For the celebration of the Lord’s Supper it is of the utmost importance that we make sure that we come in a worthy manner, otherwise we may eat and drink judgment to ourselves instead of receiving a blessing from the Lord. It is for this reason that the Word of God admonishes us to examine ourselves in the light of God’s revelation to see whether we meet the requirements for guests at the Table of the Lord.
To obtain a blessing it is also necessary to remember the purpose for which this sacrament was given to the believer. There can be no doubt about the purpose of the Lord’s Supper. Our Savior has told us: “Do this in remembrance of Me.” The apostle Paul tells us: “For as often as ye eat this bread, and drink the cup, ye proclaim the Lord’s death till he come.”
This remembrance is, of course, more than a mere intellectual review of certain facts pertaining to the life and death of Jesus Christ. When the believer remembers his Savior and Lord, he is deeply conscious of the organic union which exists between him and this Son of God and Son of Man. There is a remembering of the fact that the Holy Spirit has implant ed in us the root of salvation; and that his life and death have real mean ing for us. It is thus that the remem bering of the death of our Lord bIings about the strengthening of our faith.
We remember and meditate on the fact that our Lord Jesus Christ is our Substitute, given by God because we had nothing to offer as a ransom for our soul. We remember llim as the unspeakable gift of God—a gift promised throughout the Old Testament dispensation and bestowed when the Father sent his Son in the likeness of sinful flesh to bear for us the wrath of God against sin.
The remembrance of Jesus is not complete if we merely think of him as a historical person. Jesus himself has told us emphatically that He came as one who was sent by God. It was God, who so loved the world that he sent his only begotten Son. In remembering the Savior we do not begin with his miraculous birth of the virgin Mary. We remember him in the light of the promises given by God to the Old Testament saints. We behold a God who is true to his Word and who does not allow one single promise to remain unfulfilled or to be broken. We say to ourselves: “This God is my God. I can rely upon llim; since he is my Shepherd, I shall not want.”
In our remembrance of the Savior we set ourselves against those who have ripped the Bible in two and say that the Old Testament has little or no meaning for tIle New Testament Church. Following the line of divine promises, we come to the eternal counsel of God and remember that the Lamb of God was slain from be fore the foundation of the world. In the Lord Jesus Christ we see the working out of the eternal plan of God and we are reminded of the fact that God’s counsel shall stand and that he will do all his pleasure. We rest in the knowledge that since our salvation is provided in that eternal plan, the gates of hell will not prevail against the Church and no one will be able to snatch us out of the hand of God.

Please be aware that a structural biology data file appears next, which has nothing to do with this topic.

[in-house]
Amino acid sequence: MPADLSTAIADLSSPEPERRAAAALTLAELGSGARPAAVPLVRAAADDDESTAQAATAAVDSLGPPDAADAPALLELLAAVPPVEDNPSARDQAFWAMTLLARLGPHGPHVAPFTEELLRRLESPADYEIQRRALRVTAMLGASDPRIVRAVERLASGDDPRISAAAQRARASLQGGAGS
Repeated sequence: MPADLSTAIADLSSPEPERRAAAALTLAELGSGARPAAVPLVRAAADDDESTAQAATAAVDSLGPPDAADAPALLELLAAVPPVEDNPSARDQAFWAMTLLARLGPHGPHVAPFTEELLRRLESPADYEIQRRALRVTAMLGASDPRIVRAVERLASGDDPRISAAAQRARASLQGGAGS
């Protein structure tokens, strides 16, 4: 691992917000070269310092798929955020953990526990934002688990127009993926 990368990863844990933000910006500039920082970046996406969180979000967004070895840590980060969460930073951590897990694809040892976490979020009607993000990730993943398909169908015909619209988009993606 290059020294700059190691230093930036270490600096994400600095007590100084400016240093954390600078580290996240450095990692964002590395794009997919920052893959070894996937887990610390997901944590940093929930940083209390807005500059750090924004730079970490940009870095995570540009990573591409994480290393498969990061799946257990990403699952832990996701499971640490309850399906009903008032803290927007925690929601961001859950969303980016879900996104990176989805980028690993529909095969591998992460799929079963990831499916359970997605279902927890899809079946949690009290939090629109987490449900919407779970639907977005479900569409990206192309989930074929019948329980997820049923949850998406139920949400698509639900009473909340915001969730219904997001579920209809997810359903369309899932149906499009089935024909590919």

We look upon this Christ and re member that without him we would have perished forever. Because of our sins we were under the curse of God. The only possible way of escape was to satisfy the just demands of God. To be freed from the judgment we would have to pay our debt, for “Zion shall be redeemed with justice, and her converts with righteousness.” But no sinner can meet this righteous demand of a holy God. The believer who is seated at the Table of the Lord is reminded of the words of the psalmist: “The cords of death com passed me, and the pains of Sheol gat hold upon me.”
Thinking of this we see the wondrous grace and mercy of God in sending his Son. Born of the virgin Mary, he became man and thus could be the representative of man who had sinned. Being God, he could sustain that human nature so that it was able deliver us from it. Beholding the Incarnate Word we see a God of justice to bear the eternal wrath of God and and truth, but also a God of infinite mercy. Our soul Sings: “Jehovah is merciful and gracious, slow to anger, and abundant in lovingkindness.”
We see our Substitute, we walk with him, as it were, upon the road of sorrows. He bore the wrath of God from the moment of his conception. We think of his poverty. The foxes have holes and the birds have nests but the Son of Man had not where to lay his head. We think of his suffering throughout his earthly life. He walked alone. His enemies hated him. His friends did not under stand him and are finally offended in him. Those who oppose him heap shame upon his head and seemingly triumph over him nailing him to the cross. But more terrible than all this, because of our sins he walks alone because even God forsakes him. With awe we stand before the mystery of a suffering which we cannot fathom. We say with the prophet: “Surely he hath borne our griefs, and carried our sorrows…he was wounded for our transgressions, he was bruised for our iniquities; the chastisement of our peace was upon him; and with his stripes we are healed.”
We remember Him as our Substitute and with fear we see him descend into the valley of suffering. We tremble when we hear his cry from the cross: “My God, my God, why hast thou forsaken me?” But then our soul rejoices for when his suffering is finished we hear his cry of accomplishment : “It is finished.” We know this to be true, because God con firmed this declaration by raising him from the dead.
Thus we remember our Savior at the table of the Lord. We know that we would not be able to remember him in such a way without the gracious help of the Holy Spirit. It is tIle Spirit who uses this remembrance of tIle suffering of our Lord as our Substitute for the strengthening of our faith. And therefore especially on Communion Sunday we exclaim, “I was glad when they said unto me, Let us go unto the house of Jehovah.”